At the release of the latest Live Register figures today (2nd July), ISME, Irish Small and Medium Enterprises Association, warned that uncompetitive wage demands and government cost increases would damage economic recovery, stifle SME growth and hamper job creation. The Association called for a twelve month wage and government costs freeze.
The seasonally adjusted Live Register figure currently stands at 11.6%. There are now 386,200 people signing on the dole, a reduction of 4,400 in the month. Long-term claimants account for 47.4% of the total.
Mark Fielding, ISME CEO, commented, “Economic recovery is dependent on our ability to retain and improve competitiveness. Government is responsible for creating a business environment in which SMEs have the opportunity to thrive but it is failing in this task. State-influenced business costs must be reduced immediately. A more competitive business environment would go a long way towards helping economic recovery.”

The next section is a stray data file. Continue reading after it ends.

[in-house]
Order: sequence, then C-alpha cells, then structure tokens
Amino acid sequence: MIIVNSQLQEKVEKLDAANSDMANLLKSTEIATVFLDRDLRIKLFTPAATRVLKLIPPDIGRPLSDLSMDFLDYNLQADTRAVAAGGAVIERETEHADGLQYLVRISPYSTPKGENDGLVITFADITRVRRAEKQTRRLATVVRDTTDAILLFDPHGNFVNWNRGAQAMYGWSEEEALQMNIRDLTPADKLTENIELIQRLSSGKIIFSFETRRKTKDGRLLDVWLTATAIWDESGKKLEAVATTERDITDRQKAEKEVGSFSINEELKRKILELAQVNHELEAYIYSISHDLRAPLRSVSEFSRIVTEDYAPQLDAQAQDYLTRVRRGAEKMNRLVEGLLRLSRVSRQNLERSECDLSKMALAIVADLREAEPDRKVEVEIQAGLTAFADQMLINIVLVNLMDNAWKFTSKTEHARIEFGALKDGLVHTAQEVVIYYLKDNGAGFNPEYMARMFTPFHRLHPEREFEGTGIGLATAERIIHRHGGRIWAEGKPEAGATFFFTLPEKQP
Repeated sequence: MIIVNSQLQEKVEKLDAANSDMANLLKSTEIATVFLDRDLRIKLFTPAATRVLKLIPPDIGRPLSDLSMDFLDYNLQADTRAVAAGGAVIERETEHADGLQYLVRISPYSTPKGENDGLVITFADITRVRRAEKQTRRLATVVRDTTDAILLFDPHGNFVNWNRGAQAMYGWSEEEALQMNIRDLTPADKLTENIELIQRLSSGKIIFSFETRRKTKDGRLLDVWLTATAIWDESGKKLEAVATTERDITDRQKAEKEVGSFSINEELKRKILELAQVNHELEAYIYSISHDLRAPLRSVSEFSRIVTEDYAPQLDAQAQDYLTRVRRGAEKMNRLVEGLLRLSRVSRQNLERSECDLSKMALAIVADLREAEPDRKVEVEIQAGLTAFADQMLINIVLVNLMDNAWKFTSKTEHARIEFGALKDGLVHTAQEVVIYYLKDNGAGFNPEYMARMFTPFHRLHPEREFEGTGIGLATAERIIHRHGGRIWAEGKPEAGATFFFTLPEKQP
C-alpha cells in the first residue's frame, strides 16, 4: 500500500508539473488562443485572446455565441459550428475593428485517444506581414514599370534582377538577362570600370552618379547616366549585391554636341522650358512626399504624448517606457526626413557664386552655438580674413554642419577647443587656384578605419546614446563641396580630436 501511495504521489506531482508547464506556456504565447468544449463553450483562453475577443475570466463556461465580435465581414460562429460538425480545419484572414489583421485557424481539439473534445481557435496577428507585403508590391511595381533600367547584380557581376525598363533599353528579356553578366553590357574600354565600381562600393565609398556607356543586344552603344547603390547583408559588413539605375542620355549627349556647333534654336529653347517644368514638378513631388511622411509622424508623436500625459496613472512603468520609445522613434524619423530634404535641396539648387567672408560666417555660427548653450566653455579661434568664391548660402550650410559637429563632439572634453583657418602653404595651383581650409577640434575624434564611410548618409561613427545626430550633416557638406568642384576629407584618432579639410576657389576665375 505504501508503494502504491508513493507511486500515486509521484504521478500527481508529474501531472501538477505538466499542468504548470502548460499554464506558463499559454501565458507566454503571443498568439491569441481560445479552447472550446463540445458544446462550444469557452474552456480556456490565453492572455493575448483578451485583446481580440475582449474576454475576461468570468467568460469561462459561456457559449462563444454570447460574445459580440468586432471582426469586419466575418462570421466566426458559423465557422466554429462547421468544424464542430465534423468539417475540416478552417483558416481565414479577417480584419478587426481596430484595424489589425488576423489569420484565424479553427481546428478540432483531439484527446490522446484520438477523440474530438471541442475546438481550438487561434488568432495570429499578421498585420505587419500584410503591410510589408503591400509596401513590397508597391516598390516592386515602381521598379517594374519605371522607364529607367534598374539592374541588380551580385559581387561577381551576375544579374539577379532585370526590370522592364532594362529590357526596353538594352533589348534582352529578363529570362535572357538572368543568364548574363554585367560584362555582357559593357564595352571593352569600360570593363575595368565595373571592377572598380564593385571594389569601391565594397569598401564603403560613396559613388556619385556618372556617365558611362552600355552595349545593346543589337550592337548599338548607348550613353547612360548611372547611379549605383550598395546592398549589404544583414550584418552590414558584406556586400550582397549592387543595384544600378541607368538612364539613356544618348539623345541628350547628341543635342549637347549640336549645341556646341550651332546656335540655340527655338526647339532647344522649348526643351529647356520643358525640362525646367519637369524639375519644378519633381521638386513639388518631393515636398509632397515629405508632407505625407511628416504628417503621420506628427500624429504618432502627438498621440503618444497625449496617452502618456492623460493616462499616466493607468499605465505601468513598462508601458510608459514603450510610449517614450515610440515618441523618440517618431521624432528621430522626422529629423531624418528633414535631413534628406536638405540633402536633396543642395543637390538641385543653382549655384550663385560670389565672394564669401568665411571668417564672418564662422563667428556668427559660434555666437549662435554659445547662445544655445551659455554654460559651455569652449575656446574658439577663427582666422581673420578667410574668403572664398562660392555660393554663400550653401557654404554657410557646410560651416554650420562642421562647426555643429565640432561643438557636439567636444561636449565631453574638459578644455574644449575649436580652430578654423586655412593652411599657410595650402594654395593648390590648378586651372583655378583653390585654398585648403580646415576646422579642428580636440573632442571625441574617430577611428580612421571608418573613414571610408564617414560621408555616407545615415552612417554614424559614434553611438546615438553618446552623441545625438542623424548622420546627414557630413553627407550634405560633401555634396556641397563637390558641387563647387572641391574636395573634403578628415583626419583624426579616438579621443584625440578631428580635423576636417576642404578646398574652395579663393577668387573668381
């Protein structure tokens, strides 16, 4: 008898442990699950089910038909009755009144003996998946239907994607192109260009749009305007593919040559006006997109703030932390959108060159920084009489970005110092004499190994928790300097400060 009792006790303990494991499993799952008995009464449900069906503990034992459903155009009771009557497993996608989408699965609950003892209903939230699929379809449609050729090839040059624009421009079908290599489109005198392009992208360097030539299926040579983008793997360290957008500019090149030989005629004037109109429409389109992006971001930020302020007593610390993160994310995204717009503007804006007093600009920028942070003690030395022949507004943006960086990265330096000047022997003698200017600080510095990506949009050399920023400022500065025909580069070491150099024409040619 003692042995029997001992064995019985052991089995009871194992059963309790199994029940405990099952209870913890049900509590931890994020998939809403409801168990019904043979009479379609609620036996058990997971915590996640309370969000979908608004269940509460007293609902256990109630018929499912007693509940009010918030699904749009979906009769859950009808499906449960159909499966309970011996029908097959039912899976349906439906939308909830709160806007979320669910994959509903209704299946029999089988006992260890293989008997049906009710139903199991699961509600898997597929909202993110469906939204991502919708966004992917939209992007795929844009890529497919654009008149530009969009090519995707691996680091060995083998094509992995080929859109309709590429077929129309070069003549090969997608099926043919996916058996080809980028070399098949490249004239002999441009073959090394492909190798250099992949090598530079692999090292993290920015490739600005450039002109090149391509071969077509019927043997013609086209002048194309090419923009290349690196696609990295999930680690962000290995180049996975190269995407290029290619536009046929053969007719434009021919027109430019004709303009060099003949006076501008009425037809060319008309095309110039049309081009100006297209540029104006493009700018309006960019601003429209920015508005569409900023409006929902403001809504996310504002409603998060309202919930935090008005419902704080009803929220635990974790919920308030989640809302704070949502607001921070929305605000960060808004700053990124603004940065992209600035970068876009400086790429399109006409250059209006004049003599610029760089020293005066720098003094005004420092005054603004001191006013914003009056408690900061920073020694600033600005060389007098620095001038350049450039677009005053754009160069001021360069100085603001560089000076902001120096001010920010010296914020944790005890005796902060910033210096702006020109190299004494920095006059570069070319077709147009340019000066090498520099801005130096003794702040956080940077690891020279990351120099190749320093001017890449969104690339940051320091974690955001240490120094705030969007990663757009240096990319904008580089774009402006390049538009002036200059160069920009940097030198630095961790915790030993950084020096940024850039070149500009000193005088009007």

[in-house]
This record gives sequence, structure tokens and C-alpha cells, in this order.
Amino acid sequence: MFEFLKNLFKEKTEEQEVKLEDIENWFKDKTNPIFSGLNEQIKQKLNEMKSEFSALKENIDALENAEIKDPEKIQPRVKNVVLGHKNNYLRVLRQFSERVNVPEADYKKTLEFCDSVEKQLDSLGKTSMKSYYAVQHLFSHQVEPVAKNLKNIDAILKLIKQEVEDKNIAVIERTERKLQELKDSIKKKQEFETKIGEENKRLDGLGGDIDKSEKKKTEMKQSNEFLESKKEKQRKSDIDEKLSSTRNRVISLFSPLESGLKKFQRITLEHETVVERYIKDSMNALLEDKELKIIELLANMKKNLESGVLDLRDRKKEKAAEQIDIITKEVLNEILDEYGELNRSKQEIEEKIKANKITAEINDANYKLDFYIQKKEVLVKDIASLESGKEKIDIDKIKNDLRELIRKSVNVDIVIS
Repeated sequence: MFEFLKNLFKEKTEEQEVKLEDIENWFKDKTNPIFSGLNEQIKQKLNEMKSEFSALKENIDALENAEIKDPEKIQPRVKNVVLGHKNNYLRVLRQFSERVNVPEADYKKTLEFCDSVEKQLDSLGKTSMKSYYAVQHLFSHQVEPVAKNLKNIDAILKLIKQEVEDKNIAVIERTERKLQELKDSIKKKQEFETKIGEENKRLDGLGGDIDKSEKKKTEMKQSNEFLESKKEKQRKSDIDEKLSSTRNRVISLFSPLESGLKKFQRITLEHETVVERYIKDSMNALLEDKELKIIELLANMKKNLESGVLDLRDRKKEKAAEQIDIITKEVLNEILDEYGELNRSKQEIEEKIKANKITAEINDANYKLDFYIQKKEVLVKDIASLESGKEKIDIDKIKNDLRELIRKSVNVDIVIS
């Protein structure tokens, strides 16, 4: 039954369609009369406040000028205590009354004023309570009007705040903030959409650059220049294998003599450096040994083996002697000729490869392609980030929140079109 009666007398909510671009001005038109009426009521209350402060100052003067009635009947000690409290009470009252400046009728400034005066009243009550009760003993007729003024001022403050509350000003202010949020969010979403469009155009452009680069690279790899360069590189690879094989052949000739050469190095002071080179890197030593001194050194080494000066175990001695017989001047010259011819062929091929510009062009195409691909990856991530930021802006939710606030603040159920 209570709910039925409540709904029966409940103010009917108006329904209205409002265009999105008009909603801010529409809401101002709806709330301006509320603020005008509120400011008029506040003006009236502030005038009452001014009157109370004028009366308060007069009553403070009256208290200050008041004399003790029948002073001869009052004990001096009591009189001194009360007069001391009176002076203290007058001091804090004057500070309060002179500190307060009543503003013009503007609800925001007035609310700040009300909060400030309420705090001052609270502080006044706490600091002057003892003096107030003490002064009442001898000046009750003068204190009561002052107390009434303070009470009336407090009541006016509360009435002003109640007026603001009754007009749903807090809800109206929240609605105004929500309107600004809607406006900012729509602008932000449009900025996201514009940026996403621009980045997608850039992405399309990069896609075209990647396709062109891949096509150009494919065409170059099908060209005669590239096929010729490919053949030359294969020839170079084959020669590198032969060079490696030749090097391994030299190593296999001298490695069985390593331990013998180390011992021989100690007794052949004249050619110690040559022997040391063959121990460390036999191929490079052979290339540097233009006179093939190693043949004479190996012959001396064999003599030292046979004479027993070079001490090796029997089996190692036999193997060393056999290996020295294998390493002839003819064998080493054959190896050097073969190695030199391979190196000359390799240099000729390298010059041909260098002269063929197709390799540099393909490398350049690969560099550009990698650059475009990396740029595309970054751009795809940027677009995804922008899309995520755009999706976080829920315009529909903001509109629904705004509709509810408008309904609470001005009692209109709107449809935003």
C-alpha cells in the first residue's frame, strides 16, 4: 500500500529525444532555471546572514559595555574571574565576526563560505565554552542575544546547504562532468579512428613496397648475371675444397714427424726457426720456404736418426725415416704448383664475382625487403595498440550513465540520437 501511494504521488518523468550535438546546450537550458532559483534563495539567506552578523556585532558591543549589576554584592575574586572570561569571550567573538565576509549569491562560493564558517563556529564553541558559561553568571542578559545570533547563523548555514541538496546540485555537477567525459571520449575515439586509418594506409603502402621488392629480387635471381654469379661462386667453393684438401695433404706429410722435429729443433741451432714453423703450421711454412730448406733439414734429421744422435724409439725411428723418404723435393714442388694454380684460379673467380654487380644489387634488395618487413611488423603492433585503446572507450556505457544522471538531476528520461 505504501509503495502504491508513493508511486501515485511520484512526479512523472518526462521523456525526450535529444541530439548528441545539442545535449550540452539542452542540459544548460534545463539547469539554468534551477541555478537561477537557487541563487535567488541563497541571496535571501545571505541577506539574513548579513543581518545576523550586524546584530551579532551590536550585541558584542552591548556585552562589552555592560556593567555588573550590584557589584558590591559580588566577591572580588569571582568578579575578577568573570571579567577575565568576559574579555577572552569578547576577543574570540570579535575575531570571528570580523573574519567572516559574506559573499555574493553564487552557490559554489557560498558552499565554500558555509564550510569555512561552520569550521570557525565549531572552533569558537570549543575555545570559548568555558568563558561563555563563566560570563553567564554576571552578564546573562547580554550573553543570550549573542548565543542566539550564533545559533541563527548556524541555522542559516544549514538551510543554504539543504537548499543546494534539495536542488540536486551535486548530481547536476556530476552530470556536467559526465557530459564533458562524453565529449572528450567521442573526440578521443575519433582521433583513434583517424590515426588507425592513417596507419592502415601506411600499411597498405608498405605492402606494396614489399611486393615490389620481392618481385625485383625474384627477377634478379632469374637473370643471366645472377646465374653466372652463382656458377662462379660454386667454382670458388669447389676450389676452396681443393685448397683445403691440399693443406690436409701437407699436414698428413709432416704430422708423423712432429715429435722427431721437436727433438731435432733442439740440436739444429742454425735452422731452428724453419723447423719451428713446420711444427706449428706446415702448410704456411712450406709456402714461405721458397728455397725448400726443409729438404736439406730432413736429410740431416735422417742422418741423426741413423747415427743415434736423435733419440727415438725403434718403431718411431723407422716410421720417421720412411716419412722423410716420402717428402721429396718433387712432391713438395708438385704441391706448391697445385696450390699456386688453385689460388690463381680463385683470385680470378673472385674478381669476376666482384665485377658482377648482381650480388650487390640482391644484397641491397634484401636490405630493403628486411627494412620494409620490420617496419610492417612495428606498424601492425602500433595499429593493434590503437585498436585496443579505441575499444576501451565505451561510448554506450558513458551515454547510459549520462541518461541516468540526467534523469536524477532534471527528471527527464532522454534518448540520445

“Employers, both private and public, are facing increased wage pressures in light of unreasonable Union demands. There is simply no room for manoeuvre on wages at present and no justification for such demands in a low-inflation economy. Jobs will be lost unless Government and Employers hold the line on wages for at least the next twelve months. Ireland is already a high-wage economy with the social welfare trap making it difficult to fill necessary low-skilled jobs.”
The Association called on the Government to:
Focus on cost-competitiveness related to our international competitors.
Hold fast on public sector wage demands.
Overhaul the social welfare system to make it worthwhile for people to work.
Increase job-rich infrastructure investment.
Attack the scourge of ever-increasing black-market activity.
Address the lack of bank credit for productive SMEs.
“The Government cannot simply sit and wait for SMEs to create new jobs. They must assist owner-managers by cutting state-influenced costs and overhaul the social welfare system to make it profitable and worthwhile for people to work. In addition, wage rates must be held, which in the medium term will allow for new recruitment”, concluded Fielding.